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Publication numberUS3321210 A
Publication typeGrant
Publication dateMay 23, 1967
Filing dateApr 12, 1966
Priority dateApr 12, 1966
Publication numberUS 3321210 A, US 3321210A, US-A-3321210, US3321210 A, US3321210A
InventorsNedelko Delchev
Original AssigneeFrederick J Harding
Export CitationBiBTeX, EndNote, RefMan
External Links: USPTO, USPTO Assignment, Espacenet
Electrically controlled shock absorber system
US 3321210 A
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Description  (OCR text may contain errors)

y 1967 N. DELCHEV 3,321,210

ELECTRICALLY CONTROLLED SHOCK ABSORBER SYSTEM Filed April 12, 1966 FIG. I.

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INVENTOR NEDELKO DELCHEV AGENT United States Patent Oflice 3,321,210 Patented May 23, 1967 3,321,210 ELECTRICALLY CONTROLLED SHOCK ABSORBER SYSTEM Nedelko Delehev, Glendale, Calif., assignor to Frederick J. Harding, Northridge, Calif. Filed Apr. 12, 1966, Ser. No. 542,076 Claims. (Cl. 280-6) This invention pertains to a system of shock absorbers for a vehicle and more specifically to such a system where the resilience of individual shock absorbers is automatically con-trolled according to the control of the vehicle exercised by the driver. This is accomplished electrically.

The tendency of the usual vehicle, such as an automobile, to change attitude upon the brakes being suddenly applied or upon sharp turns being negotiated is known. Upon rapid deceleration the vehicle tends to dive or nose down, whereas upon turns the vehicle tends to sway downward on the side opposite that of the direction of the turn; i.e., for a right turn the left side of the vehicle is depressed.

By means of automatically operative connections between the driver-operated controls and selected shock absorbers coactively associated with the several wheels it is possible to minimize the changes in attitude of the vehicle. Such selective electrical control effects significant changes in the resistance of the shock absorber to compressive stresses, thereby to strongly resist a compressive displacement. At other times when the vehicle is in use the functioning of the shock absorbers in providing a smooth ride is not altered.

The control according to this invention is accomplished by electrical alteration of a mechanical property of the shock absorber, as by electromagnetic attraction of a paramagnetic element acting to largely close one or more passages through which working fluid must flow upon the actuation of a driver-operated control for the usual operation of the vehicle; i.e., by the use of the brake pedal or the steering wheel. In a preferred embodiment a hydraulic shock absorber is provided with one or more apertures in the periphery of an inner cylinder constructed of paramagnetic material, with a spring-restrained sleeve or cup of paramagnetic material adapted to be magnetically attracted upon electric current being passed through a solenoid coil disposed around the inner cylinder. The parts are related so as to essentially shut olf the flow of hydraulic fluid between an inner and an outer cylinder, thus to substantially immobilize a piston rod which carries the weight of the vehicle at the particular wheel involved.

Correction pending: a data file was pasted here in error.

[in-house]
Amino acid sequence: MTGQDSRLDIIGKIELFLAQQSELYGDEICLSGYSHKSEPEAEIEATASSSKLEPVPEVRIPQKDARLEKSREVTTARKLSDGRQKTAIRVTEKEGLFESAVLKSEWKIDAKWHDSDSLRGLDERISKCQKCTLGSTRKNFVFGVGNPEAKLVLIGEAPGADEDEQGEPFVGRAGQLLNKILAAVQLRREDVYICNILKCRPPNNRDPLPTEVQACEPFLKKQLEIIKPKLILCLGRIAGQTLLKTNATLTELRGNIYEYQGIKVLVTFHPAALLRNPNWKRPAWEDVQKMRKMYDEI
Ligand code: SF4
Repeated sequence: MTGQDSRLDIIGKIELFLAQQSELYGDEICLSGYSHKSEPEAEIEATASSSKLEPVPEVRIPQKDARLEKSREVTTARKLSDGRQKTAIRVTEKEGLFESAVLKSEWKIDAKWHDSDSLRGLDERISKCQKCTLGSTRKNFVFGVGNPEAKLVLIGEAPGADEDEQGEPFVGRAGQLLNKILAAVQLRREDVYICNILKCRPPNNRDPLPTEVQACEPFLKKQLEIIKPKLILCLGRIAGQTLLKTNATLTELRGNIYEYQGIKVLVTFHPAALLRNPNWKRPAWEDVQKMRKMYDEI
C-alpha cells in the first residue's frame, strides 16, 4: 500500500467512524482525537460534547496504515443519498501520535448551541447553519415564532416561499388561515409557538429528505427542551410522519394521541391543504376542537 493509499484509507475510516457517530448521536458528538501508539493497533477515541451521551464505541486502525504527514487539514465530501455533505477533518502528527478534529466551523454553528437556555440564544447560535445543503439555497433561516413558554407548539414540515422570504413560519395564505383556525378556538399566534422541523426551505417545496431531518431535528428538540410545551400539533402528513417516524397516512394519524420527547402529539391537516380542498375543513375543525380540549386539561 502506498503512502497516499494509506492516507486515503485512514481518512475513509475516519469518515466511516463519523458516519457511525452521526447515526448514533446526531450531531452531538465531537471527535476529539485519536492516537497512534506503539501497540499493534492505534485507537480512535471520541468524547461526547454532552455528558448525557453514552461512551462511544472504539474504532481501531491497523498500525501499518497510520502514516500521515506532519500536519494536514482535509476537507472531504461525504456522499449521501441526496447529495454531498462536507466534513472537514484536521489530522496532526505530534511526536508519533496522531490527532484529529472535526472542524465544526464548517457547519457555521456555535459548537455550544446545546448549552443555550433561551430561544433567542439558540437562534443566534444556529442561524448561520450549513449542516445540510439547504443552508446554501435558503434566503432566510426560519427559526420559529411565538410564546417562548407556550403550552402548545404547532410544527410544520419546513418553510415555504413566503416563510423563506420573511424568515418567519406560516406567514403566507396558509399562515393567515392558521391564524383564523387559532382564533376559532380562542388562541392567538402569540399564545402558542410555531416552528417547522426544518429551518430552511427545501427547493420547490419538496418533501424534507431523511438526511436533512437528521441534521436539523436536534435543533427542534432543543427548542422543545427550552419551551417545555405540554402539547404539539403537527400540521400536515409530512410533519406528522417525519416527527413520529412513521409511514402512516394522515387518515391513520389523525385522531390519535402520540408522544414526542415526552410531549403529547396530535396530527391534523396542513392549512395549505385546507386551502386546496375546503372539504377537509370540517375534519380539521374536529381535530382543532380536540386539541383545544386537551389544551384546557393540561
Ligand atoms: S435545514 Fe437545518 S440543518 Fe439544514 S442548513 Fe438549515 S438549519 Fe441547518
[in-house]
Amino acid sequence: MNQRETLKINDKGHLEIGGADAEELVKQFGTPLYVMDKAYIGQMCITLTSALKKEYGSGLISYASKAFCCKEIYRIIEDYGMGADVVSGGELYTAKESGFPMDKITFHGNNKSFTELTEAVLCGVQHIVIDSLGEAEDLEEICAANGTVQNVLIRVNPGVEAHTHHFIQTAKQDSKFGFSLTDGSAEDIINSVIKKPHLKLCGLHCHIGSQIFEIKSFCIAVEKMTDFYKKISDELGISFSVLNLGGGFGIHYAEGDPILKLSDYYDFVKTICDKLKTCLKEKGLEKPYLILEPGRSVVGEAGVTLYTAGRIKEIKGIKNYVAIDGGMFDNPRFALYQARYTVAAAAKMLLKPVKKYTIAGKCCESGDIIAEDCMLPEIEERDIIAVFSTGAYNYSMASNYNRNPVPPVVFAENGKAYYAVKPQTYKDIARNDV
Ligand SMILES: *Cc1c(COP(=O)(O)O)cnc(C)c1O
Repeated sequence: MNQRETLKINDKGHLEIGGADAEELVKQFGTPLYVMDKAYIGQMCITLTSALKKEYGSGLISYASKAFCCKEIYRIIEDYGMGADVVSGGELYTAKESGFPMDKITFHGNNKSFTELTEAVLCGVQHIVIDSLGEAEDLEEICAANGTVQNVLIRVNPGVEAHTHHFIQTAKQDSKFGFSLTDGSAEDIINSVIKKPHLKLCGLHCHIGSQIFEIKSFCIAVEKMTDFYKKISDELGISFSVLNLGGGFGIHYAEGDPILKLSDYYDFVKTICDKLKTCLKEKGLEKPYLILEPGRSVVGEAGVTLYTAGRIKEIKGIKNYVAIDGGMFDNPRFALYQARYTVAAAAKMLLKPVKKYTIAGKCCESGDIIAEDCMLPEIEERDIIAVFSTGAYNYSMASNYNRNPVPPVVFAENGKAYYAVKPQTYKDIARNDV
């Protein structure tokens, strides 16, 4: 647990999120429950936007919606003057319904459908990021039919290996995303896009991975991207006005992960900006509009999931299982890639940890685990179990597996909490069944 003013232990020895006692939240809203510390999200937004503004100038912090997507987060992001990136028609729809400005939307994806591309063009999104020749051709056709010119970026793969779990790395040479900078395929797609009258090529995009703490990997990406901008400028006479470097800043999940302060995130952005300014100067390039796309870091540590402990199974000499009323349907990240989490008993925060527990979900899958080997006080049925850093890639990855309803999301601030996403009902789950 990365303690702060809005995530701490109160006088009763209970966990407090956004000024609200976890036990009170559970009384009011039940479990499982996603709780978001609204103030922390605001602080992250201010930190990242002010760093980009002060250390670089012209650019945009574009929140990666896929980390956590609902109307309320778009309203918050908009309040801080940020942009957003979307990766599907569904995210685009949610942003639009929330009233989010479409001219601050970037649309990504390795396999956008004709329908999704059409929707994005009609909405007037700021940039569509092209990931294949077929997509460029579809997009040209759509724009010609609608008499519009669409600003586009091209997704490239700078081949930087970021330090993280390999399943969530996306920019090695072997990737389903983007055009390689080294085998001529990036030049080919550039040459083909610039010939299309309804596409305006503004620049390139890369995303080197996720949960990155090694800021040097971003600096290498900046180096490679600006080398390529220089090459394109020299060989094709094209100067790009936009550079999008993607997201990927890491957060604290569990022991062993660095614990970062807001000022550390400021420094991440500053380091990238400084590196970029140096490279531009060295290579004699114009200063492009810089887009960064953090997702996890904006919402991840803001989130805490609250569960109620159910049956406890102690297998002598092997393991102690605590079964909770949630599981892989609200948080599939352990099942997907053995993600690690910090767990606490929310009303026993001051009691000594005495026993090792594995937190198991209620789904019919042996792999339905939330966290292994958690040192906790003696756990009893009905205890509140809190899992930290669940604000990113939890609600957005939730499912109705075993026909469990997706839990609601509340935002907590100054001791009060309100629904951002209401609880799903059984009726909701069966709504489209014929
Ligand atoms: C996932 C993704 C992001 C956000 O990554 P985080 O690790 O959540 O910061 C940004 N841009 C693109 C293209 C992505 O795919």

By thus affecting the forward shock absorbers upon the brake pedal being operated by the driver, the tendency to nose down is essentially eliminated; and by providing alternate switching means coactive with the steering wheel the left or the right pair of shock absorbers can be substantially immobilized, to prevent sway While rounding turns.

An object of this invention is to provide a control system to maintain the attitude of a vehicle despite required driving maneuvers.

Another object is to accomplish attitude control automatically.

Another object is to provide a novel shock absorber for electrical control of its resilient properties.

Othere objects will be apparent upon examining the following specifications and drawings, in which are set forth by way of example certain embodiments of the invention.

FIG. 1 is a sectional elevation of one shock absorber,

FIG. 2 is a section of a whole shock absorber taken in the direction 2-2 in FIG. 1, and

FIG. 3 is an electrical diagram of the shock absorber system.

In FIG. 1 numeral 1 indicates the outer cylinder of one shock absorber. This is fitted with a top plug 2, having a central axial hole through which rod 3 passes. This rod attaches to one of the two entities between. which shocks are to be absorbed, for example, the chassis of a vehicle. A bottom plug 4 closes the bottom of cylinder 1 and has integral with the plug an apertured boss 5, which attaches to the other entity, the wheel structure (axle). Each of the plugs are shown threaded into cylinder 1 for easy assembly, although one or both may be brazed or welded in place. The general structure of each shock absorber is constructed of steel for usual reasons of strength and economy. In this invention certain of these elements are required to be paramagnetic; that is, having a magnetic permeability much greater than one. By the same token it is preferable that at least the plug portion of lower plug 4 not be of steel, but of bronze, duraluminum, etc., so that adjacent elements which are to function magnetically will do so efliciently. Alternately, outer cylinder 1 may be made about 7% longer than shown so that plug 4 is farther removed from the adjacent inner elements.